“I think my experience in the Navy was probably the most important thing in my life,” he said. “I never married. That would have been the most important if I had, but I didn’t. So I enjoyed the Navy for the most part.

“I served on a destroyer in the Pacific during the last year of the war. We were fighting against Japan and involved in fighting off the suicide planes that they were sending.”

His destroyer was hit and 47 of his fellow crew members were killed.

“That was kind of a bad experience to go through. The ship did not sink and we went back to the states for repairs, and then the war ended while we were getting the ship repaired,” he said.

His older brother, Kenton, also fought in WWII. He was killed when his bomber was shot down over the Pacific.

Since retiring in 1979, Clarke has served on the board of the Robert Crown Center for Health Education (now Candor) and Washington Square (now Magnolia Senior Living). At Union Church, he has chaired the board of trustees and co-founded the church’s endowment fund.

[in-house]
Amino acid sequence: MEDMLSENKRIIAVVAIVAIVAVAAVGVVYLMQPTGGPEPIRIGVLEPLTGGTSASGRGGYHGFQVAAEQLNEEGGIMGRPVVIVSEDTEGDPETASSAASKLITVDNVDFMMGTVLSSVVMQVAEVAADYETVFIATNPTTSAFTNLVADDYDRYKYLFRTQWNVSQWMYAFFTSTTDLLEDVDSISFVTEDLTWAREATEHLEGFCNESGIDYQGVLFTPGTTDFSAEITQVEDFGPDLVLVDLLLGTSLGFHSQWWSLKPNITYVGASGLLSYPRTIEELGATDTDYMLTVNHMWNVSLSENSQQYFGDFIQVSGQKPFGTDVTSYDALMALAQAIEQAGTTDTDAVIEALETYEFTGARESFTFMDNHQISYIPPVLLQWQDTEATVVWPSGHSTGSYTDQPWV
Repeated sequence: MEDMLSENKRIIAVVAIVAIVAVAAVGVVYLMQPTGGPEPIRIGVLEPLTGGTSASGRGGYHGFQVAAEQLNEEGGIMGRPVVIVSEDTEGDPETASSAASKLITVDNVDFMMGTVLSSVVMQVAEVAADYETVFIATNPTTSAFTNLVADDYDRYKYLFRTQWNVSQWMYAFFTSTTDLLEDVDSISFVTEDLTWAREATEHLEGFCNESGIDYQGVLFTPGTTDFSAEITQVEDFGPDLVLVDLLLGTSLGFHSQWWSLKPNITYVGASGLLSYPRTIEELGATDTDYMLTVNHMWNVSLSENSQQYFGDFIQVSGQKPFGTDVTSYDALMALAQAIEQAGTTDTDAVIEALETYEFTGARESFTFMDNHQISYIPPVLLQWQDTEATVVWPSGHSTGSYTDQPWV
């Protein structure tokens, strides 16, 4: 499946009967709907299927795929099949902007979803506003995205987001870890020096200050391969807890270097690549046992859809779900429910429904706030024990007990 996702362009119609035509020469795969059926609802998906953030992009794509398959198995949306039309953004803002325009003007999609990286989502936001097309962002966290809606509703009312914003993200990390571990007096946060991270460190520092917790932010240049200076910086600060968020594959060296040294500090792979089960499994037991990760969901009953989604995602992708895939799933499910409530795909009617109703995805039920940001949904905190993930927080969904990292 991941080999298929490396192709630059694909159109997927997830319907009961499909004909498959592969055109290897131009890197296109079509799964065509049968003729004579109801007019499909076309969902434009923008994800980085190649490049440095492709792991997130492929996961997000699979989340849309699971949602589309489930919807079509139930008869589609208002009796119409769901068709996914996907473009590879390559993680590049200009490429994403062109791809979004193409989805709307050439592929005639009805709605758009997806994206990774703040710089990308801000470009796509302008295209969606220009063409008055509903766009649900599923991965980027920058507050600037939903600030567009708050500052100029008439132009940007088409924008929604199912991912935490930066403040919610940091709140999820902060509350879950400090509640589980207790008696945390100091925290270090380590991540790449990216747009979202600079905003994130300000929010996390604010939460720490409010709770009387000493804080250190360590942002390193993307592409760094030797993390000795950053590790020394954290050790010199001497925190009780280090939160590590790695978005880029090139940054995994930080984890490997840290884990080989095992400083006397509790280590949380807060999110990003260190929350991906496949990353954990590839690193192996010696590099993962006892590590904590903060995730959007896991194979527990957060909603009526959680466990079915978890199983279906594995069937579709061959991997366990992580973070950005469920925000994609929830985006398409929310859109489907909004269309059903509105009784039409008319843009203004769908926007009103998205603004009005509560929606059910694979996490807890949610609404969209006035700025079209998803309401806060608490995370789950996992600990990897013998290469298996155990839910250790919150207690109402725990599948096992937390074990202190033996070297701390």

He enjoys taking the newspaper to Honey Bee Cafe for lunch every weekday. Clarke is a regular at Sunday services, Davey said.

“One recent extremely cold and snowy day, when several younger church members made the fine choice of viewing the livestream of the worship service from home, Irv drove himself to church and was in his usual pew, on the right side,” Davey wrote in a piece about Clarke.

Clarke said he enjoyed his birthday celebration at the church, although his hearing aids made it difficult to hear some of his well-wishers.

“Union Church put on a big party for me,” he said. “We had coffee and tea and lots of food. It was a big affair.”